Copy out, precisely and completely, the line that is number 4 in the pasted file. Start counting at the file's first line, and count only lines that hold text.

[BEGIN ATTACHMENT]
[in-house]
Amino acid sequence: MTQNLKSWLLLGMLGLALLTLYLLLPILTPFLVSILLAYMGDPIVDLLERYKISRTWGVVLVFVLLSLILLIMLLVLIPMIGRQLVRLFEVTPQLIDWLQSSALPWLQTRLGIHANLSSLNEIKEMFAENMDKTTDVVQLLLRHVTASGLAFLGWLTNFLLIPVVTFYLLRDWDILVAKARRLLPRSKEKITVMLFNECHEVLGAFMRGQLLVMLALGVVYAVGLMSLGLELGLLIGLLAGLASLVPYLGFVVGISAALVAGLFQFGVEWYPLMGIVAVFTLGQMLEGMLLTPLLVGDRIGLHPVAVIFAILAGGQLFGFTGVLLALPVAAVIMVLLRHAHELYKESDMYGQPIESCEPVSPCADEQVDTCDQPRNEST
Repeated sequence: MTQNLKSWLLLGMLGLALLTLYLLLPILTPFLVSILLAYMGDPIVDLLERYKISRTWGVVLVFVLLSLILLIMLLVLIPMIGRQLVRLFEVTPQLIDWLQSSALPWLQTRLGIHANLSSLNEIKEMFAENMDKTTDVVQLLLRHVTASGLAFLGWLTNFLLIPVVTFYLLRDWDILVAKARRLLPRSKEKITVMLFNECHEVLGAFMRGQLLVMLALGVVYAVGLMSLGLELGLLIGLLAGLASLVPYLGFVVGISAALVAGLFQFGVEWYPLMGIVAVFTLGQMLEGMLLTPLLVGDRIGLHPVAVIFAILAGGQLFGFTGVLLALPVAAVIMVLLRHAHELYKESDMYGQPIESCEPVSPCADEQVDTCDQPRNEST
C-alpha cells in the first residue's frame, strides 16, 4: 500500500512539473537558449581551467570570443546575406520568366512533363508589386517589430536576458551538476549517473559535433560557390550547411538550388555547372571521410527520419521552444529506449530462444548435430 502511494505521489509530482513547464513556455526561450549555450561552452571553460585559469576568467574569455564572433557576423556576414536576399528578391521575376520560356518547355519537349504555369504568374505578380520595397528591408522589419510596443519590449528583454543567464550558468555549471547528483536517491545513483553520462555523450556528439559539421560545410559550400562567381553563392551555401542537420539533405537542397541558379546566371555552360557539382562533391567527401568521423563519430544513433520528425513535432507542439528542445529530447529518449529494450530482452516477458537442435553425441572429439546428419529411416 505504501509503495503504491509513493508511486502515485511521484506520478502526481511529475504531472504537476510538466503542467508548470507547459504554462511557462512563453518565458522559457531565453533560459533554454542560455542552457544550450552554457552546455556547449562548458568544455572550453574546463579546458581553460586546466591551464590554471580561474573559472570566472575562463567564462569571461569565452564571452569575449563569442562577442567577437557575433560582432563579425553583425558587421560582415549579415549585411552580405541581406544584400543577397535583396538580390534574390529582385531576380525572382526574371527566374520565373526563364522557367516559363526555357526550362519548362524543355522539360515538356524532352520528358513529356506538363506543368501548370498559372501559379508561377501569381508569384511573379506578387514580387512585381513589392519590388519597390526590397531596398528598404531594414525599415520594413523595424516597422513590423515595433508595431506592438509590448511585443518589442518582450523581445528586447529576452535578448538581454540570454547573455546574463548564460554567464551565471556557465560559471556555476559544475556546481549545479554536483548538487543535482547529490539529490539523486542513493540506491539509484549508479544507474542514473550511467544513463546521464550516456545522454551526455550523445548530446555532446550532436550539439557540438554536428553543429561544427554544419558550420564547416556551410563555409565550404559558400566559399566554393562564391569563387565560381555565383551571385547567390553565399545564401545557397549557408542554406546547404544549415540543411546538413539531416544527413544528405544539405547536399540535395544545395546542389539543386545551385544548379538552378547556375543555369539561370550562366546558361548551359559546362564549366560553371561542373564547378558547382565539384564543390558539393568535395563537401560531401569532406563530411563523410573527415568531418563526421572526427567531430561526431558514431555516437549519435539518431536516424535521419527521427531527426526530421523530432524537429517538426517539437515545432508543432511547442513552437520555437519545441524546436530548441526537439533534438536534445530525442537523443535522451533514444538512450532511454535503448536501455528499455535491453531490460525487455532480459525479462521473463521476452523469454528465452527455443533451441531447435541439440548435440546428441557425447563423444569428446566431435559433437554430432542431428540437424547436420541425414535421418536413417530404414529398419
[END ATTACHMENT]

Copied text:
C-alpha cells in the first residue's frame, strides 16, 4: 500500500512539473537558449581551467570570443546575406520568366512533363508589386517589430536576458551538476549517473559535433560557390550547411538550388555547372571521410527520419521552444529506449530462444548435430 502511494505521489509530482513547464513556455526561450549555450561552452571553460585559469576568467574569455564572433557576423556576414536576399528578391521575376520560356518547355519537349504555369504568374505578380520595397528591408522589419510596443519590449528583454543567464550558468555549471547528483536517491545513483553520462555523450556528439559539421560545410559550400562567381553563392551555401542537420539533405537542397541558379546566371555552360557539382562533391567527401568521423563519430544513433520528425513535432507542439528542445529530447529518449529494450530482452516477458537442435553425441572429439546428419529411416 505504501509503495503504491509513493508511486502515485511521484506520478502526481511529475504531472504537476510538466503542467508548470507547459504554462511557462512563453518565458522559457531565453533560459533554454542560455542552457544550450552554457552546455556547449562548458568544455572550453574546463579546458581553460586546466591551464590554471580561474573559472570566472575562463567564462569571461569565452564571452569575449563569442562577442567577437557575433560582432563579425553583425558587421560582415549579415549585411552580405541581406544584400543577397535583396538580390534574390529582385531576380525572382526574371527566374520565373526563364522557367516559363526555357526550362519548362524543355522539360515538356524532352520528358513529356506538363506543368501548370498559372501559379508561377501569381508569384511573379506578387514580387512585381513589392519590388519597390526590397531596398528598404531594414525599415520594413523595424516597422513590423515595433508595431506592438509590448511585443518589442518582450523581445528586447529576452535578448538581454540570454547573455546574463548564460554567464551565471556557465560559471556555476559544475556546481549545479554536483548538487543535482547529490539529490539523486542513493540506491539509484549508479544507474542514473550511467544513463546521464550516456545522454551526455550523445548530446555532446550532436550539439557540438554536428553543429561544427554544419558550420564547416556551410563555409565550404559558400566559399566554393562564391569563387565560381555565383551571385547567390553565399545564401545557397549557408542554406546547404544549415540543411546538413539531416544527413544528405544539405547536399540535395544545395546542389539543386545551385544548379538552378547556375543555369539561370550562366546558361548551359559546362564549366560553371561542373564547378558547382565539384564543390558539393568535395563537401560531401569532406563530411563523410573527415568531418563526421572526427567531430561526431558514431555516437549519435539518431536516424535521419527521427531527426526530421523530432524537429517538426517539437515545432508543432511547442513552437520555437519545441524546436530548441526537439533534438536534445530525442537523443535522451533514444538512450532511454535503448536501455528499455535491453531490460525487455532480459525479462521473463521476452523469454528465452527455443533451441531447435541439440548435440546428441557425447563423444569428446566431435559433437554430432542431428540437424547436420541425414535421418536413417530404414529398419